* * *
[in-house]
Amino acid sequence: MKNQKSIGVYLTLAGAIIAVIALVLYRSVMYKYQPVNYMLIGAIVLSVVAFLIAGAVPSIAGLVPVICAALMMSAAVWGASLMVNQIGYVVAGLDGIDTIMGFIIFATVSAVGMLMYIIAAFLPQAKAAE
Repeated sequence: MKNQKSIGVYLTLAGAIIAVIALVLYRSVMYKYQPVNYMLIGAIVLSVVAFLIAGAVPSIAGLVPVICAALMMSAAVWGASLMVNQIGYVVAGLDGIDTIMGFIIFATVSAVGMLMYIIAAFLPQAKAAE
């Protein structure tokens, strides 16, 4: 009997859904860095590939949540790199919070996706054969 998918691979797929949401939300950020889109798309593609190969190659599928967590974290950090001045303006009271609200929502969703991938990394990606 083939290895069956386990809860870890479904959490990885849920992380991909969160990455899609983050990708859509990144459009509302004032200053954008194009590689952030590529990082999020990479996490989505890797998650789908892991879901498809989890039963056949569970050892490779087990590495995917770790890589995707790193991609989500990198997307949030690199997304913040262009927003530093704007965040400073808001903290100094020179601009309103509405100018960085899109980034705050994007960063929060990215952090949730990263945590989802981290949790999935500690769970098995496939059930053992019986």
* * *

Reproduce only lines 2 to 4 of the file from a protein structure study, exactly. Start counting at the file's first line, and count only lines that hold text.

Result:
Amino acid sequence: MKNQKSIGVYLTLAGAIIAVIALVLYRSVMYKYQPVNYMLIGAIVLSVVAFLIAGAVPSIAGLVPVICAALMMSAAVWGASLMVNQIGYVVAGLDGIDTIMGFIIFATVSAVGMLMYIIAAFLPQAKAAE
Repeated sequence: MKNQKSIGVYLTLAGAIIAVIALVLYRSVMYKYQPVNYMLIGAIVLSVVAFLIAGAVPSIAGLVPVICAALMMSAAVWGASLMVNQIGYVVAGLDGIDTIMGFIIFATVSAVGMLMYIIAAFLPQAKAAE
């Protein structure tokens, strides 16, 4: 009997859904860095590939949540790199919070996706054969 998918691979797929949401939300950020889109798309593609190969190659599928967590974290950090001045303006009271609200929502969703991938990394990606 083939290895069956386990809860870890479904959490990885849920992380991909969160990455899609983050990708859509990144459009509302004032200053954008194009590689952030590529990082999020990479996490989505890797998650789908892991879901498809989890039963056949569970050892490779087990590495995917770790890589995707790193991609989500990198997307949030690199997304913040262009927003530093704007965040400073808001903290100094020179601009309103509405100018960085899109980034705050994007960063929060990215952090949730990263945590989802981290949790999935500690769970098995496939059930053992019986």